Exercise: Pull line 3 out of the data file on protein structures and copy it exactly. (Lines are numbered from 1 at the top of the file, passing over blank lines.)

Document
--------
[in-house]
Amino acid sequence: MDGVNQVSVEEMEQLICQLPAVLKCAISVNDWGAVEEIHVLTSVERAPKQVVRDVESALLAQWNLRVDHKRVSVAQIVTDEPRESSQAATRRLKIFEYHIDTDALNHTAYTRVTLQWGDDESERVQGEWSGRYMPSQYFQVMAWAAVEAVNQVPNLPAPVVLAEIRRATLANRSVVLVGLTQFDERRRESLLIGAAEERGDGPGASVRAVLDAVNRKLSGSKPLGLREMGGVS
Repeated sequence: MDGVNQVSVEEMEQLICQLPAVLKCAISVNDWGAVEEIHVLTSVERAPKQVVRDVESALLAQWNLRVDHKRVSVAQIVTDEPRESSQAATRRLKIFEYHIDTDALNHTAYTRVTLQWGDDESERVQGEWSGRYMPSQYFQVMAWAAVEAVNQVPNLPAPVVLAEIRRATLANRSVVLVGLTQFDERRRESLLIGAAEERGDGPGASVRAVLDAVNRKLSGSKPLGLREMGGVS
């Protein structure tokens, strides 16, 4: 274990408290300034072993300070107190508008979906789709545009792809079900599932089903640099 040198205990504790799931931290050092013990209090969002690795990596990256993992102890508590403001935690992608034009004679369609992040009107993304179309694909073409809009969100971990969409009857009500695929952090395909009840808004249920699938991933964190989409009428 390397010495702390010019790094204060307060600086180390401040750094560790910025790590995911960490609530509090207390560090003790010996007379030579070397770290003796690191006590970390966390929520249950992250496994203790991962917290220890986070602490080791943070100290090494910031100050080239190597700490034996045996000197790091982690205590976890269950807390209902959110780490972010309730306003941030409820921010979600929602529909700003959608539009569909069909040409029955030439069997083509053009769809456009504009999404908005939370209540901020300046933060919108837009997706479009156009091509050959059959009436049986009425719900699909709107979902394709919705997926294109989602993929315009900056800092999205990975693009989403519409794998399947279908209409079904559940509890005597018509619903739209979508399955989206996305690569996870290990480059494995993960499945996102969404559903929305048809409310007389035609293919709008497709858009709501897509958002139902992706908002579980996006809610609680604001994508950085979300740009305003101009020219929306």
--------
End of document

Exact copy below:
Repeated sequence: MDGVNQVSVEEMEQLICQLPAVLKCAISVNDWGAVEEIHVLTSVERAPKQVVRDVESALLAQWNLRVDHKRVSVAQIVTDEPRESSQAATRRLKIFEYHIDTDALNHTAYTRVTLQWGDDESERVQGEWSGRYMPSQYFQVMAWAAVEAVNQVPNLPAPVVLAEIRRATLANRSVVLVGLTQFDERRRESLLIGAAEERGDGPGASVRAVLDAVNRKLSGSKPLGLREMGGVS